Today’s activities focus around the fun things you can do with playdough, putty, and slime.
The cool thing about these activites, is even if you currently don’t have them, they are easy to make at home, and it’s easy to find things around the house to manipulate the dough/putty with.
Enhances fine motor skill
When your child squishes, rolls, flattens, shapes, scores or cuts play dough, he develops and strengthen his hand muscles. The strengthened hand muscles helps improve fine motor skills of your child
Improves pre-writing skills
When your child plays with play dough, his pincer grip (the squeezing of pointer finger and thumb to grasp an object) improves. An improved pincer grip enhances your child’s pre-writing skills
Creativity and imagination
Play-dough provides your child with unlimited possibilities of moulding the dough into food, animals, decorations, flowers etc. Thereby, it encourages your child to use his imagination and inspires his creativity. If your child uses various shapes, rolling pins and other tools while playing with play dough it further improves his creative imagination.
Is your child often restless and finds it difficult to express his emotions? Give him some play dough to play. Sitting at one place and squishing and squashing of play dough will have a very calming and soothing effect on him. It will also provide him with great option to express his emotions
Develops hand – eye coordination
Use of variety of shapes and rolling pins while playing with play-dough will improve your child’s hand-eye-coordination
When your child plays with play-dough along with other siblings or you they will interact, talk, discuss problems and find solutions to creating great works of art and craft with play dough. Thus, playing with play dough will enhance your child’s social skills
Increases curiosity and knowledge
When your child mixes 2 different colour dough together and discover a new colour or when he learns to mould play dough in different shapes, it encourages his curiosity and he will ask various questions which would help increase his knowledge and help overall development So the next time your child requests you to play with play dough, not only encourage him, participate in his play along with him to help him learn the most from use play-dough.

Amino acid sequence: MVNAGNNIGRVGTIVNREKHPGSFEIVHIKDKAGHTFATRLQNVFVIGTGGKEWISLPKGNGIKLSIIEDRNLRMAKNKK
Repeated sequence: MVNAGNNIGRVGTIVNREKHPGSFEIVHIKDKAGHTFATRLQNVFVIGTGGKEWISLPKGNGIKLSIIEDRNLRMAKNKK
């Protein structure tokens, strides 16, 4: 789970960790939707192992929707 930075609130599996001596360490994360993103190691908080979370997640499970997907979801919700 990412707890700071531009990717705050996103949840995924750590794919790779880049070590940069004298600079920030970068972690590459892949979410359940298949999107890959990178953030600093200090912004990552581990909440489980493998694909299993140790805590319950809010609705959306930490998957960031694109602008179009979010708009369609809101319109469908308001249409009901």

While playdough is absolutely fantastic, I prefer using putty for Everett. The resistance is higher, so it’s much better at strengthening his hand muscles and it requires a little extra finesse, so it’s more of a challenge in general. Fun & Function offers some really amazing putty options and some really cool putty hide & seek pieces. They also have a not super slimey slime kit that it’s a bit more challenging than playdough, but not quite as hard as putty.
Although this time of play is only limited by your imagination and time constraints, I do have a couple cool activities that I like to do with the kids.
Hide & Seek
For hide & seek, find small toys around the house and hide it in your playdough. I usually use around 10 small toys. I’ve used everything from the cherries in HiHo Cherry-O to aquatic animals.
As your child finds the items, have them describe them to you. What type of item is it? What is it’s color/shape? How many items have you found so far? And so on.
Make sure that they remove the playdough in it’s entirety from the objects-this helps them with their fine motor control and helps contain the mess!
Animal Skeltons are super easy! You just need pasta noodles or toothpicks and playdough. Honestly, if you don’t have pasta or toothpicks, you could probably get creative and find other things around your home to use in a pinch.
Have your child pick an animal, roll out your dough so you have a nice flat surface, and have them make the general shape of the animal.
Ask them questions about the animal. What’s it’s name? Where does it live? Is it living, extinct, or made up? What does it eat? And so on.
This activity is so versatile. You can really do this just about any way that you need to to challenge your child. You can make letters, words, shapes, numbers, simple math problems, and so on. You can also have them form using the actual dough to shape or trace on the dough using something like a toothpick.
Which activity was your favorite? Comment below!